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TORONTO — Reported hate crimes in Canada skyrocketed 47 percent last year, the highest number since comparable data first become available in 2009, according to recently released figures from Statistics Canada.

Law enforcement agencies reported that 2,073 hate crimes occurred in 2017, up from 1,409 in 2016, an increase fueled by incidents primarily taking place in Ontario and Quebec targeting Canada’s Jewish, Muslim, and black populations.

Although it marked the fourth consecutive year that hate crimes have increased in the country, this uptick represented the largest year-on-year jump during that period.

‘‘Ordinarily, I would give the caveat that any increase in crime statistics could be the result of better police recording and public reporting,’’ said Barbara Perry, a criminology professor at the University of Ontario Institute of Technology who studies hate crimes. ‘‘But this kind of leap means more is going on than just changes in recording behavior.’’

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She added that the rise is also reflected in an increase in media coverage spotlighting hate crimes as well as in figures kept by the National Council of Canadian Muslims and B’nai Brith Canada, which track anti-Muslim and anti-Semitic incidents, respectively.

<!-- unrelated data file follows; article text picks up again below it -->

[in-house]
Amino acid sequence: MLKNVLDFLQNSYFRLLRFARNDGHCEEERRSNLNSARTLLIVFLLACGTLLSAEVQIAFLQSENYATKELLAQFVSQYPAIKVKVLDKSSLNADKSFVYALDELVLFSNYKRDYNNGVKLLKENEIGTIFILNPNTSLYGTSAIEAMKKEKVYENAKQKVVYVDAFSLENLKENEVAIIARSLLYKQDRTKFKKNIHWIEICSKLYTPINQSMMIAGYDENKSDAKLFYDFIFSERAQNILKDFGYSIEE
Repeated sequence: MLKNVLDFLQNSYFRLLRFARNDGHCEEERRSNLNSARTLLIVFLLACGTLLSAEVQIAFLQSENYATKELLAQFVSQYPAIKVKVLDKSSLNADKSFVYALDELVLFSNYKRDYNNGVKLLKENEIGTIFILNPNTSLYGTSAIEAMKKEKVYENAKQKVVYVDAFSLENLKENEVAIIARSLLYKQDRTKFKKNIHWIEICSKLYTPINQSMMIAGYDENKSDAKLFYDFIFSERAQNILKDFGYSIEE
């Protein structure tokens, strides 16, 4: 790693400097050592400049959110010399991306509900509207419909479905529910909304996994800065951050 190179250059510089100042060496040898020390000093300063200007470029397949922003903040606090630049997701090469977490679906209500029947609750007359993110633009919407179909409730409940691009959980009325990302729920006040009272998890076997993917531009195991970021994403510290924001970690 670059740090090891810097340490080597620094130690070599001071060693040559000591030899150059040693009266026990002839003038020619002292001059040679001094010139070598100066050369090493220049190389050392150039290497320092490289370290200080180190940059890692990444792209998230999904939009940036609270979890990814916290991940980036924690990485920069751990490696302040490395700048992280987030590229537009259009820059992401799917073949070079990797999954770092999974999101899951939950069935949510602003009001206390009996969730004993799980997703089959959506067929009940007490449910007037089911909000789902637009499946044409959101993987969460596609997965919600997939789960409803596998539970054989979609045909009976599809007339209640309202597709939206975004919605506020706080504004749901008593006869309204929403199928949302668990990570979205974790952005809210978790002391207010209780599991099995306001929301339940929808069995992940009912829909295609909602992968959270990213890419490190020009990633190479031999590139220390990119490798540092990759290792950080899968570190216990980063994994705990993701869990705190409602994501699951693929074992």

Hate crimes targeting religious groups accounted for 41 percent of all hate crimes in Canada in 2017 and were up 83 percent from 2016, according to the data.

In Quebec, reported hate crimes against Muslims peaked in February 2017, the month after a 28-year-old man, allegedly animated by far-right extremist figures online, opened fire on a Quebec City mosque, killing six people and injuring 19 others.

According to the Statistics Canada data, though there were increases in both violent and nonviolent hate crimes in 2017, most of the upsurge was in the latter, including crimes such as public mischief, vandalism, and public incitement of hatred.

Experts say that those types of hate crimes should not be dismissed.

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‘‘There’s a tendency to think that they are very minor because no one is physically hurt,’’ Perry said. ‘‘But because they are targeted at entire communities their audience is broader, and this can have serious impacts.’’